A Blog focused mostly on Stewart Udall's quote:
"There is nothing comparable in our history to the deceit and the lying that took place as official Government policy in order to protect [the nuclear arms] industry. Nothing was going to stop them and they were willing to kill our own people.”
What is often lost in the discussion about government debt, especially in the discussion of extending tax cuts to billionaires is what the debt buys matters. Increasing debt to finance tax cuts is bad in the same way borrowing to go on vacation or gamble is bad; wealthy folks (despite protestations to the contrary) simply do not spend their proceeds on infrastructure or capital goods - they buy treasury bonds, in essence loaning back to the government at interest, in the same way they make money by charging the public interest for the money they received from the public for free. (or other existing assets, merely recreating a bubble). Is anything more reprehensible than for corporations, that caused the unemployment, to be generating record profits while unemployment is so high?
Debt offset by collateral, whether in the form a machine, school, hospital, wind turbines, solar panels is entirely different. As Martin Wolf points out, assets matter. In fact, I would go so far as to those that argue for consumer spending in the form of more trinkets are also wrong. Consumers were misled into overspending, their inflated housing and stock prices leading them to reduce these balances to a level thought to be more appropriate for their wealth position. When these perceived household balances were discovered to be overstated, consumers STOP spending on consumer goods, and desire to build up these balances. This implies INVESTMENT goods or PUBLIC INFRASTRUCTURE is too low, NOT consumer goods expenditures.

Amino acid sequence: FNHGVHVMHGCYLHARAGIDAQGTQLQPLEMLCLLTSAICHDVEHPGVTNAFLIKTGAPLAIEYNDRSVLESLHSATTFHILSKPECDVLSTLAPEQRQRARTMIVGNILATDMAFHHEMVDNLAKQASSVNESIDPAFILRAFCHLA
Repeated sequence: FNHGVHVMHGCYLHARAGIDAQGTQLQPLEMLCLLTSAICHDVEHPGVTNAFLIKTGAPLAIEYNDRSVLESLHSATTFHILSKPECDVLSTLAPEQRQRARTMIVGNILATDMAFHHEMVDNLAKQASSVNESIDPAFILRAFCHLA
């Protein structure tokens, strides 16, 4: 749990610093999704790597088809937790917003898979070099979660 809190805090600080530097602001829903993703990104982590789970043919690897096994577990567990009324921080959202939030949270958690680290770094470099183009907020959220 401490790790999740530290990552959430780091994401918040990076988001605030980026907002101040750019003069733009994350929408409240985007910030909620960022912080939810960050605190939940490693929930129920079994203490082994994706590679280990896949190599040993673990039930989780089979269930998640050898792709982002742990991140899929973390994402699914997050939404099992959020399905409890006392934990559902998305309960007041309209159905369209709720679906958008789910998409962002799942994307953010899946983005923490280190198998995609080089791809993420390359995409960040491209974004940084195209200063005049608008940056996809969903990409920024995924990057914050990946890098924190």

By Martin Wolf
Published: November 25 2010 20:43 | Last updated: November 26 2010 20:41
Crises have always led to intense discussion of the role of the state. The present one should be no exception. The immediate danger has not passed: just look at events in the eurozone. But the time has come to look at the longer-run implications. This is particularly important when one considers fiscal consolidation. On this I make a simple point: it is not just about debt; it must also be about assets.